Whoopi Goldberg has been married and divorced three times, so she knows a thing or two about what sends marriages to the graveyard. She's putting all of the knowledge she's picked up over the years in a no-holds-barred marital-advice book.
And since this is Whoopi Goldberg we're talking about, she's not sugarcoating anything. The book is titled, If Someone Says "You Complete Me," Run!: Whoopi's Big Book of Relationships, and just like its title, it breaks from the traditional advice that couples and single people are given and exposed to by cheesy romance films and magazine love columns.
The New York Post has a couple of excerpts from the book.
1. Goldberg thinks that you almost have to be maniacal about what you absolutely won't put up with. She's talking about the characteristics and behaviors that you find annoying or even inappropriate. Set that standard, Goldberg advises, and then date and marry accordingly.
There are probably a million things you don't want. Be clear and specific. Don't wait until the honeymoon to figure it out. … That way, you won't let chemistry or attraction or lust or wishful thinking get you into a relationship that you know isn't right for you.
2. There's the idea that sex is, just that, sex. You hear that thinking mostly from men who want to justify why they step out on their wives every now and then to satisfy a quick appetite for something new. Goldberg agrees with that thinking and thinks that dabbling in a little extramarital sex (safe sex, I hope and presume) is good for marriages.
There's nothing wrong with a booty call, because sometimes you just want to hit it and run. Especially if it's Jean-Paul Belmondo. … Sometimes in a relationship, people can't always get what they need, and if you have reputable people you can turn to in order to get what you need, I say go for it. It is a whole lot better than being frustrated and angry at the person you love.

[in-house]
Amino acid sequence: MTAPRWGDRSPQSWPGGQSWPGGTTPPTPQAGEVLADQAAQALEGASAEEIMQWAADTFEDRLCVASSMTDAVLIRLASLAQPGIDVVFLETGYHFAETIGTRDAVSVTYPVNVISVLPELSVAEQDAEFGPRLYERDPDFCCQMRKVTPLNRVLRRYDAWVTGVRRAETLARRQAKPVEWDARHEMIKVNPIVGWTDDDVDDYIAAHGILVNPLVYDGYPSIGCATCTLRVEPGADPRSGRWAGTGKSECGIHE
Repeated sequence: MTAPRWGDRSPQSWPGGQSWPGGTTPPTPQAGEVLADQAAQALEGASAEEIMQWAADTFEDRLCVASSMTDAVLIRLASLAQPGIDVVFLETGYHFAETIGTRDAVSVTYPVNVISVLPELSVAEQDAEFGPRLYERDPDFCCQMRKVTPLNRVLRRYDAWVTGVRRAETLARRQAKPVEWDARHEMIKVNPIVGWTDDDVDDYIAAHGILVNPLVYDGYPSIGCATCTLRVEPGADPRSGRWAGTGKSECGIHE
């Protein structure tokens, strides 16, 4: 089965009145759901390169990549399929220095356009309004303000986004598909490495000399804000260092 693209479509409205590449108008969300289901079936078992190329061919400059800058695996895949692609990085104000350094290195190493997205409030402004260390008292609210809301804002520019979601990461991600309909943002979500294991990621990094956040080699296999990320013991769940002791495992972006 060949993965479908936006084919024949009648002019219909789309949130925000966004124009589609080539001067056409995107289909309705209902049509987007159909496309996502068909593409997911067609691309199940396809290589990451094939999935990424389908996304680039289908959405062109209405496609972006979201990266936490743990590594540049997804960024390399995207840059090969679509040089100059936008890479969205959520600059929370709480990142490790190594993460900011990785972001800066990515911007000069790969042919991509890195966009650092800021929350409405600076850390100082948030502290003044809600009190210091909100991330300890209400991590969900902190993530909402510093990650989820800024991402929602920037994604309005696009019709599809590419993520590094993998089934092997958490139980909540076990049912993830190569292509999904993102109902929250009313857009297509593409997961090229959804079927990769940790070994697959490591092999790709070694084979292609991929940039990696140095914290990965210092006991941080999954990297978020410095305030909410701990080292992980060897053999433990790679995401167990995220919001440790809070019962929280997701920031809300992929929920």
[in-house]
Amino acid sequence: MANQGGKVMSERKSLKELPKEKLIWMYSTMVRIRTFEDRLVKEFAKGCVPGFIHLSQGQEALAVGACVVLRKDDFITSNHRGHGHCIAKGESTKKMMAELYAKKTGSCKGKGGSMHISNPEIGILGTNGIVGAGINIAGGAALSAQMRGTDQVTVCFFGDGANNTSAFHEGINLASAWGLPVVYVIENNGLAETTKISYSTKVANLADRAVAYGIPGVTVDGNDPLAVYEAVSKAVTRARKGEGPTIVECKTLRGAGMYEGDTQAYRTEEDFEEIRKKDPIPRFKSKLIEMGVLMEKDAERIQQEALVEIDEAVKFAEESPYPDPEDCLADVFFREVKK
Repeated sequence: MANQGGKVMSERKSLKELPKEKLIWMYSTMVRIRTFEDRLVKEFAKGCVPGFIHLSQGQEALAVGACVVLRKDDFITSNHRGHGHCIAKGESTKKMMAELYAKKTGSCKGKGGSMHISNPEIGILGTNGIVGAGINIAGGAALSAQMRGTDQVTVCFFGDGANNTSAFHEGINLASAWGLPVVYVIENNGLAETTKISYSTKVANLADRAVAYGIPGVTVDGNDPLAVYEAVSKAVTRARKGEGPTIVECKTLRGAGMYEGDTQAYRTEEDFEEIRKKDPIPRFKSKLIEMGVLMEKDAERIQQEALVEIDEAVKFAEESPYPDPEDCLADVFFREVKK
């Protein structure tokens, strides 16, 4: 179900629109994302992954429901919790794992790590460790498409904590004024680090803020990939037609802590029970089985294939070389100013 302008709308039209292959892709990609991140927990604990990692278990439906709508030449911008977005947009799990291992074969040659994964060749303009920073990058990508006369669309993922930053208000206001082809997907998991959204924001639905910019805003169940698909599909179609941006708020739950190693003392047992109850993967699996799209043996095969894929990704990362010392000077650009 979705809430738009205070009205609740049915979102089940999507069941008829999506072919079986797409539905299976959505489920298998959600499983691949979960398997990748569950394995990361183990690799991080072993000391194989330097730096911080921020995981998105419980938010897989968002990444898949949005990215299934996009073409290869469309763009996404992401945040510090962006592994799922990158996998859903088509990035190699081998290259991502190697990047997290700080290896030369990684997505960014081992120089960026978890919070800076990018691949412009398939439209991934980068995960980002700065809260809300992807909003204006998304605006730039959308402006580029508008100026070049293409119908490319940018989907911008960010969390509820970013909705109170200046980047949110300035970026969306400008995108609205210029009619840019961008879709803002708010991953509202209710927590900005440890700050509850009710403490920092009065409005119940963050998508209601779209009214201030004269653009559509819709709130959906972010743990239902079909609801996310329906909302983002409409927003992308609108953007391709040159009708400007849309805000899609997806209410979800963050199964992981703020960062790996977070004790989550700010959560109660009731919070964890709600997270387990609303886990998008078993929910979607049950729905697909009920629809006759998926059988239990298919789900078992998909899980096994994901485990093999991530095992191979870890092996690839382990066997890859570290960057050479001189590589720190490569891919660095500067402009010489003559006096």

3. People always talk about how they married their best friend, and with that, you get the sense that they mean they feel comfortable divulging all of their deepest, darkest secrets they once vowed to take to the grave. Goldberg wants everyone to shut their mouths and stay mum about a few things—at least until they're a few years into the marriage.
I don't recommend sharing everything at once with people. After some time, say three to four years, when you find that this is the person you're going to stay with or you hope to stay with, then it's a pretty good idea to tell him the thing that you are the most afraid of someone finding out.
4. Like most marriage counselors, she looks at prenups as a guiding document that puts couples on the same page about their finances, what they can expect from each other with regard to money and what they can expect if the marriage fails.
A prenup is an act of love. It allows you to both be clear from the beginning, to discuss things and set things up properly. … Also, from then on, you are staying with this person for the right reasons, not because you are afraid he is going to take all your money if it doesn't work out.
The advice is so refreshing and seems to be based on Goldberg's desire to be completely honest with wide-eyed lovers who don't know a thing about marriage and are being fed the same bulls—t advice over and over again—only for nearly half of them to fail at the endeavor. That's why Goldberg is my #WCW.
Diana Ozemebhoya Eromosele is a staff writer at The Root and the founder and executive producer of Lectures to Beats, a Web series that features video interviews with scarily insightful people. Follow Lectures to Beats on Facebook and Twitter.